CW: How important do you think it is for us to have diversity (not just gender, but all forms) in software teams in terms of cultivating a collective mindset that is capable of solving diversified problems?
Lucy McGrother: I believe that organisations that put diversity at its core, are those who can provide collaborative environments where different ideas, perspectives and styles of thinking all come together.
It has been reported on several occasions that diverse organisations with inclusive cultures have a financial advantage — and that it is as a result of greater innovation, enhanced agility, productivity and decision-making.
CW: What has been your greatest software application development challenge and how have you overcome it?
Lucy McGrother: I’ve not had a development challenge in that way, but I have suffered badly with Imposter Syndrome. This has crippled me throughout my career. Four years ago I was lucky enough to be invited to a Fujitsu internal networking event celebrating Ada Lovelace Day, which was specifically for women in the company.
The lessons I learned from that day and the network I have grown since then has been incredible. It forced me to stop working in my comfort zone and push myself in a way I’d never bothered to before. I’m so glad that happened because I wouldn’t be where I am now without it.
CW: Are we on the road to a 50:50 gender balance in software engineering, or will there always be a mismatch?
Lucy McGrother: Although we are making great progress in achieving a 50:50 balance, there is still an ocean of gender inequality to conquer, particularly in IT. Will there always be a difference? No – well, at least there doesn’t have to be.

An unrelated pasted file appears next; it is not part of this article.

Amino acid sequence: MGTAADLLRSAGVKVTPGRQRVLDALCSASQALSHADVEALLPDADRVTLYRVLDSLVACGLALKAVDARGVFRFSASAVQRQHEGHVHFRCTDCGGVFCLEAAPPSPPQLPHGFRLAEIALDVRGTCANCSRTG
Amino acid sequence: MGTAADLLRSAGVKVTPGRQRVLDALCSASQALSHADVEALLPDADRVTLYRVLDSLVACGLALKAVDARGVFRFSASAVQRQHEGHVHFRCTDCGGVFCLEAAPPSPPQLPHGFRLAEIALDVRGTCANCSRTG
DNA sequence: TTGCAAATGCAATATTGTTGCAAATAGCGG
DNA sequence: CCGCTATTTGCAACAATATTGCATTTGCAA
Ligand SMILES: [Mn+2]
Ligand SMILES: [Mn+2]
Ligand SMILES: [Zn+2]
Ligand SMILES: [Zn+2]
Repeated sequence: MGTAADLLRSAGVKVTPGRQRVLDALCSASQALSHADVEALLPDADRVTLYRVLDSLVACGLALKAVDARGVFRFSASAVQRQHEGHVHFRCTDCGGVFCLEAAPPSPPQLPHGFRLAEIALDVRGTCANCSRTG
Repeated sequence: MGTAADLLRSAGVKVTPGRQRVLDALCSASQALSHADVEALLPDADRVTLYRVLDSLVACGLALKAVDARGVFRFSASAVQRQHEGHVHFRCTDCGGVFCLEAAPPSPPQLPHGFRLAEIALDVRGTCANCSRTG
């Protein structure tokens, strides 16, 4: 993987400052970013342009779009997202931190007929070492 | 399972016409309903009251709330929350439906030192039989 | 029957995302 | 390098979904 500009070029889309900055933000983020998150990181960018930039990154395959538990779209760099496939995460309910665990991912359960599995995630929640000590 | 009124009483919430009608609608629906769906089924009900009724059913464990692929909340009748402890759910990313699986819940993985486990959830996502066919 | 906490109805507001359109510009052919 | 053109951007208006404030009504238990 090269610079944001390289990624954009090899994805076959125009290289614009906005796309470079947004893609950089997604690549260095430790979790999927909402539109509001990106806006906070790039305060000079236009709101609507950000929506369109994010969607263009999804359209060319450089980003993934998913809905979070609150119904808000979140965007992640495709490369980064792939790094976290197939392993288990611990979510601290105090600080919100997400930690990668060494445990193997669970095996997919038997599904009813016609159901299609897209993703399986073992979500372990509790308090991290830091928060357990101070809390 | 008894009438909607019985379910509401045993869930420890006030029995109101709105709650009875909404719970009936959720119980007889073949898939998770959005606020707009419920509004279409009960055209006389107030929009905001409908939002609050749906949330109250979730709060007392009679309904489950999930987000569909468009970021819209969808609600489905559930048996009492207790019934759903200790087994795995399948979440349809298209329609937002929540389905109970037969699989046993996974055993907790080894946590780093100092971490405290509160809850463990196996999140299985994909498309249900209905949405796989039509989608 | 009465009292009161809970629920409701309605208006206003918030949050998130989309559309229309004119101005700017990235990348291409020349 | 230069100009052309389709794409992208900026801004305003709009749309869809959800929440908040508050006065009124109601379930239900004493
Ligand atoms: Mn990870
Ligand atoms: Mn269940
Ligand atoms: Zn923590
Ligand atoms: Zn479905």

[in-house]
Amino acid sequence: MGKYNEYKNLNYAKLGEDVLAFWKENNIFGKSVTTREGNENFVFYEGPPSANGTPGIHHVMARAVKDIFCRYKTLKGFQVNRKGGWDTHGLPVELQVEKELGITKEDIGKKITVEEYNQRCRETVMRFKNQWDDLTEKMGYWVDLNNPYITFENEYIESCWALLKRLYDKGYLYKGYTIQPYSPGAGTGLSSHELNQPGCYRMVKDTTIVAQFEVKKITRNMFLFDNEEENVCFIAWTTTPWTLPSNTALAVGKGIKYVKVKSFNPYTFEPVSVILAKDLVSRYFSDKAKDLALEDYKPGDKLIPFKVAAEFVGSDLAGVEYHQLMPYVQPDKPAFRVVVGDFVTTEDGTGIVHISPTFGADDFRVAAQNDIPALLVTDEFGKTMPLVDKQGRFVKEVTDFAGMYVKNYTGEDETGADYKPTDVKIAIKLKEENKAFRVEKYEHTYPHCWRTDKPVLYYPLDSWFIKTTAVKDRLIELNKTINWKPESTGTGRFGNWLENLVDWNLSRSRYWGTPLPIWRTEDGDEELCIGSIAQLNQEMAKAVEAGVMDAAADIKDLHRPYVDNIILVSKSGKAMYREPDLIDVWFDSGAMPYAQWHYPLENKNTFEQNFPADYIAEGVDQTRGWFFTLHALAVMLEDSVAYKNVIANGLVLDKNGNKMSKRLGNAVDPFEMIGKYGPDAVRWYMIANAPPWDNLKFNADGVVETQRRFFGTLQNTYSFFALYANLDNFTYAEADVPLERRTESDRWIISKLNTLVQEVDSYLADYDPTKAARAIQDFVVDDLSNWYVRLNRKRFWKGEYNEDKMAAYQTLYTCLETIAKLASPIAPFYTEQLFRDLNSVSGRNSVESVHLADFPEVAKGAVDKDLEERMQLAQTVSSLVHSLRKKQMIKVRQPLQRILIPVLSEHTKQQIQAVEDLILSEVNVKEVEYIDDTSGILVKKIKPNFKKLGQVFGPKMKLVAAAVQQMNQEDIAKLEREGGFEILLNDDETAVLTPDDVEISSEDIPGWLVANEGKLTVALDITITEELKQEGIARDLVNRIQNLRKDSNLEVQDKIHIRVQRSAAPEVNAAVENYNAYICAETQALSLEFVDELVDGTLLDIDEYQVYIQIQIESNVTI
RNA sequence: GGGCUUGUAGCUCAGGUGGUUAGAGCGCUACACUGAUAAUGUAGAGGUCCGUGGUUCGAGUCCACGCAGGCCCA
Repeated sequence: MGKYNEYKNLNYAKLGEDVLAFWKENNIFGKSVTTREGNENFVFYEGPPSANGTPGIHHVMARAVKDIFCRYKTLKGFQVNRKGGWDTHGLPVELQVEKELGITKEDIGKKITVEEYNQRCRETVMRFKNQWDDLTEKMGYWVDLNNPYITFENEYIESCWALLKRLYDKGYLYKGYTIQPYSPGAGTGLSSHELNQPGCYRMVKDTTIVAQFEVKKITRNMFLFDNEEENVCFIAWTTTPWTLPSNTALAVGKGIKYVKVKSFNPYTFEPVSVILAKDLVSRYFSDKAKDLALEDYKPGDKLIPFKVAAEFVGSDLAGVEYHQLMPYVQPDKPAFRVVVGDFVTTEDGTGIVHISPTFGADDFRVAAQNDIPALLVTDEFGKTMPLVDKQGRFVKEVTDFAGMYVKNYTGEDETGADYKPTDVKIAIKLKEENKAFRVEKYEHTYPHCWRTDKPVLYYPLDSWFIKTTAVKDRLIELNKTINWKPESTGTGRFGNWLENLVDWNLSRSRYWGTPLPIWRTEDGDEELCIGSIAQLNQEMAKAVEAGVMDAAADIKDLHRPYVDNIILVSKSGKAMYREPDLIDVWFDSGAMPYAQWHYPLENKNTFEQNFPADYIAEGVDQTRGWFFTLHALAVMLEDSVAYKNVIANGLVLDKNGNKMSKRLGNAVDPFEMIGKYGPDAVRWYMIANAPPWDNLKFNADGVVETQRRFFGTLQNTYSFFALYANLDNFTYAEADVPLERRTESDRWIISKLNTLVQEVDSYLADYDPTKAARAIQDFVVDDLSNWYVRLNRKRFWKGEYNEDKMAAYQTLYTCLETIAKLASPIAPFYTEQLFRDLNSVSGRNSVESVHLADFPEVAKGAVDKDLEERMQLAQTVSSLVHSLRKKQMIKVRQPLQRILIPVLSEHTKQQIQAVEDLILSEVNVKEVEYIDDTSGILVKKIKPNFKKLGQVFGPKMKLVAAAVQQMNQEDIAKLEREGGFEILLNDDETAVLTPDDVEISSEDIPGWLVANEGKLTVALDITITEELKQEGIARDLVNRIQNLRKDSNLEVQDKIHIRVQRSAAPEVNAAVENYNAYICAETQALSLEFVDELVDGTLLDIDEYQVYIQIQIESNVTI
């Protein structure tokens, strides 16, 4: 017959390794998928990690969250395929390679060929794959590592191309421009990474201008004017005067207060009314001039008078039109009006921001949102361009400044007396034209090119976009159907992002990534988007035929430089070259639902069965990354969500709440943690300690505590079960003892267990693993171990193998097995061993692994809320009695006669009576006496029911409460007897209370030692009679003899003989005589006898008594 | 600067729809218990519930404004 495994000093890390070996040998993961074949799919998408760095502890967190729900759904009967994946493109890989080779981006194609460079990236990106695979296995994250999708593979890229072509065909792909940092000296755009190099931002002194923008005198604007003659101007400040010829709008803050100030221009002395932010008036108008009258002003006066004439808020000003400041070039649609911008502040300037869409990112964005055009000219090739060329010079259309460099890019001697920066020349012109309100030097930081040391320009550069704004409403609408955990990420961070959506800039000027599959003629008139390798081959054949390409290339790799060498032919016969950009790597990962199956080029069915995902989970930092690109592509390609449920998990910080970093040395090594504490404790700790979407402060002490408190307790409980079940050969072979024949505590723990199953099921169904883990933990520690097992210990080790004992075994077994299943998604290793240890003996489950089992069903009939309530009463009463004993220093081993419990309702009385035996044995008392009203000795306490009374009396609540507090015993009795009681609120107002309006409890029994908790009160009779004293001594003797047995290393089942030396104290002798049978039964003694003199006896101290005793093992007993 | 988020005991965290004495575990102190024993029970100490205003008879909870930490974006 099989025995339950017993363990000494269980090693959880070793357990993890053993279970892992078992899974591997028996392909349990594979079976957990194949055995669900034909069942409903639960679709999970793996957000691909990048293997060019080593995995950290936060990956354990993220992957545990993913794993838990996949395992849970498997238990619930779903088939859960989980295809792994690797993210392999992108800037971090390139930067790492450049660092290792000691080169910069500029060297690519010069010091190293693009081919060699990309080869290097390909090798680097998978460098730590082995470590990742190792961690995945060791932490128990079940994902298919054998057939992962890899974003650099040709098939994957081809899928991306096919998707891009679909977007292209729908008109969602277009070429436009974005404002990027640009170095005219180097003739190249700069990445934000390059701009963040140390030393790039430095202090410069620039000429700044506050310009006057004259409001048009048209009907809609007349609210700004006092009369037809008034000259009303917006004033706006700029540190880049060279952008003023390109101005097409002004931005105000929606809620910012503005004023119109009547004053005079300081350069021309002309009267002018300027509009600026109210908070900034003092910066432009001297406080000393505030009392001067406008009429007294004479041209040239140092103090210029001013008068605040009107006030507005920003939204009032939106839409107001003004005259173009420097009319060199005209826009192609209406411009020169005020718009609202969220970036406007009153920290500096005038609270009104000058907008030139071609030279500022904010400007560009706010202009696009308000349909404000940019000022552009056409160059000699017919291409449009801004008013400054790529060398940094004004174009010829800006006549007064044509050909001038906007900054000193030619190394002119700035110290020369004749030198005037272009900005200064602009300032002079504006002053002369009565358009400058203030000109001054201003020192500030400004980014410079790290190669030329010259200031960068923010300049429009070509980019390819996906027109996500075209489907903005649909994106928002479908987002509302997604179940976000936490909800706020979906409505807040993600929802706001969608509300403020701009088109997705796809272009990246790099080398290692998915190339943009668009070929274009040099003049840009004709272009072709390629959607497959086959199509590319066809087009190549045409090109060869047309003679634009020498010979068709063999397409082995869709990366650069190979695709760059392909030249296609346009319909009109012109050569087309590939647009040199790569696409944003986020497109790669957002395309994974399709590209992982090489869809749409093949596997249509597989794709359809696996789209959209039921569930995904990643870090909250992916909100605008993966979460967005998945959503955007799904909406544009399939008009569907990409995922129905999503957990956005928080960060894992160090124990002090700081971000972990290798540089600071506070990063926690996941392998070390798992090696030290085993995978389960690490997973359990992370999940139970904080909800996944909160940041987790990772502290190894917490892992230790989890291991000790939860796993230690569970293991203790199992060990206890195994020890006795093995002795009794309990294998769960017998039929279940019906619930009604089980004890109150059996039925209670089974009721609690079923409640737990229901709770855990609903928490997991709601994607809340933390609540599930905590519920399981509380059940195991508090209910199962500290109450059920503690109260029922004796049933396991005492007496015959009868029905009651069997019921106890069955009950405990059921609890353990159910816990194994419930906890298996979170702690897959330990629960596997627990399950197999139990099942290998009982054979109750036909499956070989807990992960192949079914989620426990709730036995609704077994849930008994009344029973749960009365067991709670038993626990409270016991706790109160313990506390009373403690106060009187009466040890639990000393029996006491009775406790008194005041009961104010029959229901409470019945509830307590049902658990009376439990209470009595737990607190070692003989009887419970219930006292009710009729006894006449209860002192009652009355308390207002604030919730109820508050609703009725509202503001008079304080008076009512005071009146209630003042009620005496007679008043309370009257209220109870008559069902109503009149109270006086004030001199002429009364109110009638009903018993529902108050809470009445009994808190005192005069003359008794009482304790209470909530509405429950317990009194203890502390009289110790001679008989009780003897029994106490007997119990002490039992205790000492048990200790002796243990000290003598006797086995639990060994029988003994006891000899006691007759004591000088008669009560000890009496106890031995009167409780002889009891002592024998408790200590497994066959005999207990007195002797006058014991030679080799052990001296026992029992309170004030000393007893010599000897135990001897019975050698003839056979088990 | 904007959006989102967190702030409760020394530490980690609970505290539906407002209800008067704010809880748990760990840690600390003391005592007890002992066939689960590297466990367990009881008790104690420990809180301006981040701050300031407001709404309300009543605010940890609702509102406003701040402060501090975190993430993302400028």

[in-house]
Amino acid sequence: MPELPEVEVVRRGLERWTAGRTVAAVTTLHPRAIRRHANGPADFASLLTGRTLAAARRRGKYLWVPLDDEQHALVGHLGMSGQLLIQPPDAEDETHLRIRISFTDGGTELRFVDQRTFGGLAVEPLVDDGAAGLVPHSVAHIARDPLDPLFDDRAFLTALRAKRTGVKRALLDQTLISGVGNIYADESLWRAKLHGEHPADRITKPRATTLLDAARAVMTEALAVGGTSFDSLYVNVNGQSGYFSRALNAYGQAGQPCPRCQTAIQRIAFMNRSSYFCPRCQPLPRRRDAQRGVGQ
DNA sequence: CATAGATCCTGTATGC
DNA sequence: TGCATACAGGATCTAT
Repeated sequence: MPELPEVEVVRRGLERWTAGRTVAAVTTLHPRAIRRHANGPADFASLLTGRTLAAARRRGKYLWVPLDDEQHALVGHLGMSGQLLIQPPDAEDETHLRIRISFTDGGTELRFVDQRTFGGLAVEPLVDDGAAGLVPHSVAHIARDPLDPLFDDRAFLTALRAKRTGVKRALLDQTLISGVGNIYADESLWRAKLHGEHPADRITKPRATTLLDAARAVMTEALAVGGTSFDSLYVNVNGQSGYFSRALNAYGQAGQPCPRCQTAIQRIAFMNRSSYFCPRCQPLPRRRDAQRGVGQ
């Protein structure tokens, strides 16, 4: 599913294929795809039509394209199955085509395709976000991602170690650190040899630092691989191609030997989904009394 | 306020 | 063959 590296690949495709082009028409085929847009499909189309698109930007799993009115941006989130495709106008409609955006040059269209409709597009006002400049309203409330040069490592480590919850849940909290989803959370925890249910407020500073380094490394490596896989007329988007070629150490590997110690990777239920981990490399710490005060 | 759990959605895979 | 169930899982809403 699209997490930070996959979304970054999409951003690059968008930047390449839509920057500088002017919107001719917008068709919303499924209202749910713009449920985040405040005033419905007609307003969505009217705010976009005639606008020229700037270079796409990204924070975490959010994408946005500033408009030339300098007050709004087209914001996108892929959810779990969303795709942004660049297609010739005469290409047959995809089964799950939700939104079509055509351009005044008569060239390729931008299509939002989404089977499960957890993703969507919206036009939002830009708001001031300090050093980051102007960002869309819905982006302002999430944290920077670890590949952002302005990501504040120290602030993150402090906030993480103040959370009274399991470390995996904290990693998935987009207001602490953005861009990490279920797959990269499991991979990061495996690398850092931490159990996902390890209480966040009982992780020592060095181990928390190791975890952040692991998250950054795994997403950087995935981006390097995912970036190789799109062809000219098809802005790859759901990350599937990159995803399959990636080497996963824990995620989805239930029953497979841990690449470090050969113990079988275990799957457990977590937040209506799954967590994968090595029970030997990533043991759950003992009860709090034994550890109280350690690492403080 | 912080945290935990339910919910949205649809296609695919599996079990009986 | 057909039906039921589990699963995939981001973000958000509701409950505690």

It is important, however, to recognise that gender equality in the workplace is not something that can be fixed overnight. To deliver real change, all most commit to fight unacceptable pay gaps, male-dominated boardrooms and unequal growth opportunities. Business that will succeed in the long run are those that foster a culture of inclusivity. Only when we can do that effectively, we will then see more women entering the software community.
CW: What role can men take in terms of helping to promote women’s interests in the industry?
Lucy McGrother: I’ve learned that real change can only come from taking every single person – women and men – on the journey. It’s important when pushing for diversity that everyone gets involved. I know at Fujitsu we have male allies that work with organisations to help drive forward, plan and set goals for a more diverse working environment. This approach surely helps to encourage, attract and support females, both new employees and those already within the business.
To really achieve equality, we must recognise the role that men have to play in this. If we are truly to realise gender balance in business, D&I must help both men and women. Equality is not for the benefit of one group, while at the expense of another.”
CW: If you could give your 21-year old self one piece of advice for success, what would it be?
Lucy McGrother: Stop doubting how good you are – the only failure is failing to try.